Practical Magic, a beloved novel by Alice Hoffman, just got a prequel, and I'm pretty sure the entire fandom just collectively sighed in relief. Magic Lessons is set in a time before the curse was laid on the Owens women.

Maria Owens, arguably the most famous and infamous Owns women of them all. She's the one who started the curse. Her legend was passed down through the family, but until now, fans had never really gotten a chance to see the full story.

She was abandoned as a baby, in England, yet over the course of her life, she made a place for herself and eventually made her way to Salem, Massachusetts. Her timing was probably not the best, as her story will show.

“Read as many books as you can. Always choose courage.”

Oh my goodness. I should have expected this, but Magic Lessons touched my heart. It was beautiful, heartwarming, and heartbreaking all in one. Just like Practical Magic, the story of the Owens family wormed it's way into my soul.

Before I really dive into my review, I do want to mention that there is a fair amount of animal death in this book. There are several familiars in Magic Lessons, and let's just say that they don't all make it. Consider yourself warned.

Honestly, if I had thought about it a bit more, I would have realized how heavy this novel was going to be. It's about the origin of the Owens curse, which says enough right there. But I was still blown away by how much this novel made me feel.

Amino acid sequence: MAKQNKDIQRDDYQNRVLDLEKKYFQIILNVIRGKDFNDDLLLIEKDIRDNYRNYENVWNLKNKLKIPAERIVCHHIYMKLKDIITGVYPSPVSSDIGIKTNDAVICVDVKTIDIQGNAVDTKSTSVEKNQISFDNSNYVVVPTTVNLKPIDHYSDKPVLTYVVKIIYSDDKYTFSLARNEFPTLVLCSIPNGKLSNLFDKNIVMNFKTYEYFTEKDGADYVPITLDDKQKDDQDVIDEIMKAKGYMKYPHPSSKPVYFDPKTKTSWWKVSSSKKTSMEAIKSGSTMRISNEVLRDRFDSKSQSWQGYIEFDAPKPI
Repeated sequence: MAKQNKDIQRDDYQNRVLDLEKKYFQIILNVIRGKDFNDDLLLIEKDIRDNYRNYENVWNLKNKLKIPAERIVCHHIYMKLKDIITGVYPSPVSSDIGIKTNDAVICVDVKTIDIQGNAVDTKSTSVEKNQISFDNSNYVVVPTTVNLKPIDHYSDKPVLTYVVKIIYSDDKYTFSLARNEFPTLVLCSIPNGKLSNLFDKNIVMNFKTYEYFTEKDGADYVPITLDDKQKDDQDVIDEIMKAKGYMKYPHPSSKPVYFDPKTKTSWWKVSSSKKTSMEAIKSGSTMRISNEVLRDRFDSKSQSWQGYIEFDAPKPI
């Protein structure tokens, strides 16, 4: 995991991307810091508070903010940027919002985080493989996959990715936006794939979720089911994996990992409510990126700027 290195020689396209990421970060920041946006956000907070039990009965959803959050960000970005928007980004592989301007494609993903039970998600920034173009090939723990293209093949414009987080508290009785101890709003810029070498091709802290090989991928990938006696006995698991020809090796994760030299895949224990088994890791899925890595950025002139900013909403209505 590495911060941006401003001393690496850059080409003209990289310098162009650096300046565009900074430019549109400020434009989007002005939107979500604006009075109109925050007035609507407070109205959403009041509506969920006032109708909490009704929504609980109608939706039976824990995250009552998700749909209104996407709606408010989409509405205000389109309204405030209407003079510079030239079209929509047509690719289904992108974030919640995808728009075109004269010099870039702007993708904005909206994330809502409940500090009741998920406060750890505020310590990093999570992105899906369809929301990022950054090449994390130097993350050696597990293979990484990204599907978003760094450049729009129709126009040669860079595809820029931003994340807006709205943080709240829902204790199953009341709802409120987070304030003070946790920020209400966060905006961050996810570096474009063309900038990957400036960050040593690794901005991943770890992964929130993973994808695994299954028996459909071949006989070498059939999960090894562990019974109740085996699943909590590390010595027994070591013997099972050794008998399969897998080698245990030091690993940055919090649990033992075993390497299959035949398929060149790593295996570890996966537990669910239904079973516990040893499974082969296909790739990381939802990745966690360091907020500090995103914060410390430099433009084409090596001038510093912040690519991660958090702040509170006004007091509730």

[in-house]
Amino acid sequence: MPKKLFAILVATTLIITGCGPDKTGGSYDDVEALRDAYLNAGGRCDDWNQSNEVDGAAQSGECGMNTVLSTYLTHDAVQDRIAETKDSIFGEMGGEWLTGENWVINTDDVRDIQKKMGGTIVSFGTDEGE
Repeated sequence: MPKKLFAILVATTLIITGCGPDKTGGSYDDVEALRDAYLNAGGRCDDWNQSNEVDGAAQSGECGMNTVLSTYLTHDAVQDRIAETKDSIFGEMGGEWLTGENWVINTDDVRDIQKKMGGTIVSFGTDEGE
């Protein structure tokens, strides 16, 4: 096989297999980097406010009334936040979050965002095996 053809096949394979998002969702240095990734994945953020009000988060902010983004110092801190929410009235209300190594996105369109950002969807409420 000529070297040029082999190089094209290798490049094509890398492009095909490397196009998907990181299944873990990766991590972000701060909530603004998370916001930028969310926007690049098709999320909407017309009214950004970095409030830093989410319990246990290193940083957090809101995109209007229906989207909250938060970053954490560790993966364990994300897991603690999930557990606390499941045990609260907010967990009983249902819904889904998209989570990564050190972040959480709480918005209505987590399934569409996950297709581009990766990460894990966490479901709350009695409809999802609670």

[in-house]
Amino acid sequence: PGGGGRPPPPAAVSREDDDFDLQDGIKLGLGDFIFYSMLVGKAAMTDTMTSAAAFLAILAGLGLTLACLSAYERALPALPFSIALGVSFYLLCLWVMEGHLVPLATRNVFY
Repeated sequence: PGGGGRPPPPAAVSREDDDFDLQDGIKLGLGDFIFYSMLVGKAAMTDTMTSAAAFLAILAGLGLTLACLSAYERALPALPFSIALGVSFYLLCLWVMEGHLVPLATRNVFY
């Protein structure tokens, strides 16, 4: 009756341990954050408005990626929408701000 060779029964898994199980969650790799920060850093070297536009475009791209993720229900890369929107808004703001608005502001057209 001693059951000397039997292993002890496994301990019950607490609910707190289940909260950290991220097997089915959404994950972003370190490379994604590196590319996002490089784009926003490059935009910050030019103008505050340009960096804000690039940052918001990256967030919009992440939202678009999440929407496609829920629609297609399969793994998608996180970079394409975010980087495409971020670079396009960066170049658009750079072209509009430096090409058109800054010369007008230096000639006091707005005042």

“Always love someone you will love you back.”

It wasn't all sadness. It was a complex variety of emotions, a combination that only Alice Hoffman can evoke. I really do mean it when I say that it was both heartbreaking and heartwarming – with just the right balance of both.

The story of Maria Owens was, frankly, fascinating. I never would have guessed how much she went through in her life. I knew about the part of her life that resulted in the curse, but that was literally the extent of it. I never would have guessed the events before the curse – or the events afterward.

Like the other Owens tales, this is a multi-generation story, at least in part. Her mother, her daughter, and the lives of the people she touched, they all matter in this novel. It's all beautifully woven together.

I'll confess that I felt a bit weepy when I finished Magic Lessons. I think that had more to do with how deeply it touched me, than any truly somber note of the novel itself. It was also the sadness of saying goodbye to a brilliant book.

Check out more reviews over at Quirky Cat's Fat Stacks

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